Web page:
What Happens to Your Body When You Get High on Marijuana

As marijuana legalization and tolerance spreads across the country, it’s not hard to imagine a day in the not-too-distant future when sparking a J in the evening is as common as kicking back with a glass of cab. But despite the fact that a rising number of people are using weed (in the past year, 32 percent of 18-to-25-year-olds and 10 percent of those 26 and older have toked up), its effects on the body remain largely a mystery.

Since cannabis is classified as a Schedule 1 drug and considered illegal by the federal government, “there are still a lot of incompletes in the research,” says Damon Raskin, MD, a board-certified internist and diplomat of the American Board of Addiction Medicine.

But, of course, we do know that it has a profound impact — chiefly on cognitive function. “The primary active compound in cannabis, THC, mimics substances that we naturally produce in our bodies, called endocannabinoids, that help maintain health and balance at a cellular level,” says Dustin Sulak, DO, an osteopathic physician in Falmouth, Maine. “In the brain, endocannabinoids function by controlling the release of neurotransmitters. In other areas of the body, they reduce inflammation, relax muscles, protect damaged tissue, regulate metabolism and appetite, and much more.”

Basically, we have built-in receptors for cannabis — which is what makes marijuana unique compared with other drugs, such as alcohol, which the body treats like a poison. “When an individual uses cannabis, these same physiologic events are triggered,” Sulak explains to Yahoo Health. “The cognitive effects of THC are related to its neurotransmitter-modulating capabilities in areas of the brain that control memory, pleasure, emotion, pain, and movement. The effects of THC elsewhere in the body are often less noticeable, but also significant.”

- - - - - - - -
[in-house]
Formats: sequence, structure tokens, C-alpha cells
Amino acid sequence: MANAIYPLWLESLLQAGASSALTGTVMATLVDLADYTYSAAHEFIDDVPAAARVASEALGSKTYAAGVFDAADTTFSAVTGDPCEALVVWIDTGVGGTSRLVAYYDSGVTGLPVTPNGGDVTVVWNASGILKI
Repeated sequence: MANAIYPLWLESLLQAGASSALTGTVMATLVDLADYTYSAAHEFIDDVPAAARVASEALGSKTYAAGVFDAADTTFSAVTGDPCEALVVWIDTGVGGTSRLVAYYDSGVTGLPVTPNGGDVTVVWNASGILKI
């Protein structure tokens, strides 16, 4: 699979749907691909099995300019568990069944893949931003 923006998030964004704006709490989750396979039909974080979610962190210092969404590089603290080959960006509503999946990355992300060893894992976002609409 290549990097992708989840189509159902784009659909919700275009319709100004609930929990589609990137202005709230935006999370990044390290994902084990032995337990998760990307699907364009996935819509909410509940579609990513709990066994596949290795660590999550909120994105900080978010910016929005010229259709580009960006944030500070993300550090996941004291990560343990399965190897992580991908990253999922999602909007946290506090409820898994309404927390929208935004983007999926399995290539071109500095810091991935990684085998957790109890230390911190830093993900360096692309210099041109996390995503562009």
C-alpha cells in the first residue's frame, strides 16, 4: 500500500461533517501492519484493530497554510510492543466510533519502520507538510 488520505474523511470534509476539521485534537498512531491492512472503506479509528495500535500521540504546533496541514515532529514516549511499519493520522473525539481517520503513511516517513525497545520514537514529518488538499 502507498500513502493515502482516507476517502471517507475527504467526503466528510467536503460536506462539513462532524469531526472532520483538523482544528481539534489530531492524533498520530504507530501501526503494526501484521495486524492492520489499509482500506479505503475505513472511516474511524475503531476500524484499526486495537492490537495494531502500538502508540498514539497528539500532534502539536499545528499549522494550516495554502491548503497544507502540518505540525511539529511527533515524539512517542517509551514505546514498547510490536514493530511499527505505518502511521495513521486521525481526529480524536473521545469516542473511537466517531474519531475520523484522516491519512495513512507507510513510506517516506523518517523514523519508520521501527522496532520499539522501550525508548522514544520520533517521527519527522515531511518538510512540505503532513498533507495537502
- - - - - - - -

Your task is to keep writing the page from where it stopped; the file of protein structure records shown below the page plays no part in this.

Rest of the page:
Related: Your Body Immediately After Vaping an E-Cigarette

Exactly what happens when you get baked depends on the type of administration and potency of the weed. “When inhaled, whether vaporized or smoked, the cannabinoids enter the bloodstream fairly quickly via the capillaries,” says Rachna Patel, MD, a medical marijuana expert based in Walnut Creek, California. You’ll feel the effects nearly instantaneously, they’ll build up for the next half hour, and then slowly dissipate over the course of a few hours.

But when pot’s ingested, “it takes about two hours for the cannabinoids to take hold because they get processed in the liver,” Patel tells Yahoo Health. Typically, you’ll feel high for eight to 10 hours once it sets in.

In addition, marijuana is way stronger today than it was decades ago. “In the 1970s, the concentration of THC hovered around 1 to 2 percent,” Raskin says. “Today, it’s about 13 percent or higher.” What’s more, when you eat cannabis, the THC goes through a process that makes it four times more psychoactive than if you’d inhaled it. And with edibles on the rise (The Denver Post reported that THC-laced confections now make up more than 45 percent of the legal marijuana marketplace), people are experiencing increasingly intense reactions.